While most users will never give any trouble, there are those individuals who live at both ends of the bell curve. This book is an excellent and useful resource for understanding their behavior and their motivations. And large social organizations like governments and corporations have similar behavioral profiles. It’s useful to know where we sit, both in our company and in our culture.
So as a developer, you are charged with protecting your systems. Where do you begin? Just as the developer coding the user interface needs the help of interaction designers who themselves model users, in protecting your systems you too need to know what threats to expect. Fake orders? Denial-of-service? Hacking by competitors? Vandalism? Your own ISP inserting ads into your in-flight HTML?
And how will you know if it’s good enough?
There are some risks you can mitigate. Writing your own software from scratch is always an option, but for many jobs it’s just prohibitive. You can use well-tested libraries with source available, or purchase them from companies with good reputations.
I once heard that to a mathematician, the word “trivial” meant “I think this is easy to see and I don't want to waste my time in proving it.”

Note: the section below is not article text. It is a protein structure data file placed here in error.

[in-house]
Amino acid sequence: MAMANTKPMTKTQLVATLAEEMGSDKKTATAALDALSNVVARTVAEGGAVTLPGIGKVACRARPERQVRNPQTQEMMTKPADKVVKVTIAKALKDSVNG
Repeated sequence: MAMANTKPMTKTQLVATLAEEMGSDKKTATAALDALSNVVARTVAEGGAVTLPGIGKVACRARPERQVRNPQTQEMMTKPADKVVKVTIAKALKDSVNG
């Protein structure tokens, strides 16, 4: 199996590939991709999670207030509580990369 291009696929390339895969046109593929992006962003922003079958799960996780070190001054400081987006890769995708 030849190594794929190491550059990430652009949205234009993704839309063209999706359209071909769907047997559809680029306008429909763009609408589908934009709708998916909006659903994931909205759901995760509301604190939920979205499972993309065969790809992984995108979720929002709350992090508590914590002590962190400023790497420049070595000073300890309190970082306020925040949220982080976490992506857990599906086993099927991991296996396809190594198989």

It’s similar with programmers, in that once we get something working, the thrill is gone and we want to go on to the next thing. This is one of the reasons there is so much excellent open-source software, but much of it has relatively poor documentation, or nearly nonexistent test suites.
At DataDirect Technologies we focus on database drivers. It’s true that for many of these you can find free alternatives. However, the costs of using them can include a lack of support, complete documentation or rigorous testing—not to mention that they won't have our world-class performance numbers. We continually look for the things that your particular definition of “bad guy” will want to exploit. We worry about having the right version of OpenSSL. We worry about buffer overflows. We worry about handshakes and encryption. We worry so you can worry about something else, like your business.
You can find free trials of all of our drivers on our website. For more information or further questions, contact us or leave a comment below.
Tony Lavino started in the 8-bit world with 6502 and Z-80 assembly. An experience with dBase II ignited Tony's passion for databases, and he soon found himself using Progress (now OpenEdge) 3.2J around 1987. He was so impressed, that he wanted to work for the company, and has since spent time either working for Progress or for its customers. Since 2002, Tony has worked on XML and EDI products, and now focuses on database drivers.
Copyright © 2017 Progress Software Corporation and/or its subsidiaries or affiliates.
All Rights Reserved.
Progress, Telerik, and certain product names used herein are trademarks or registered trademarks of Progress Software Corporation and/or one of its subsidiaries or affiliates in the U.S. and/or other countries. See Trademarks for appropriate markings.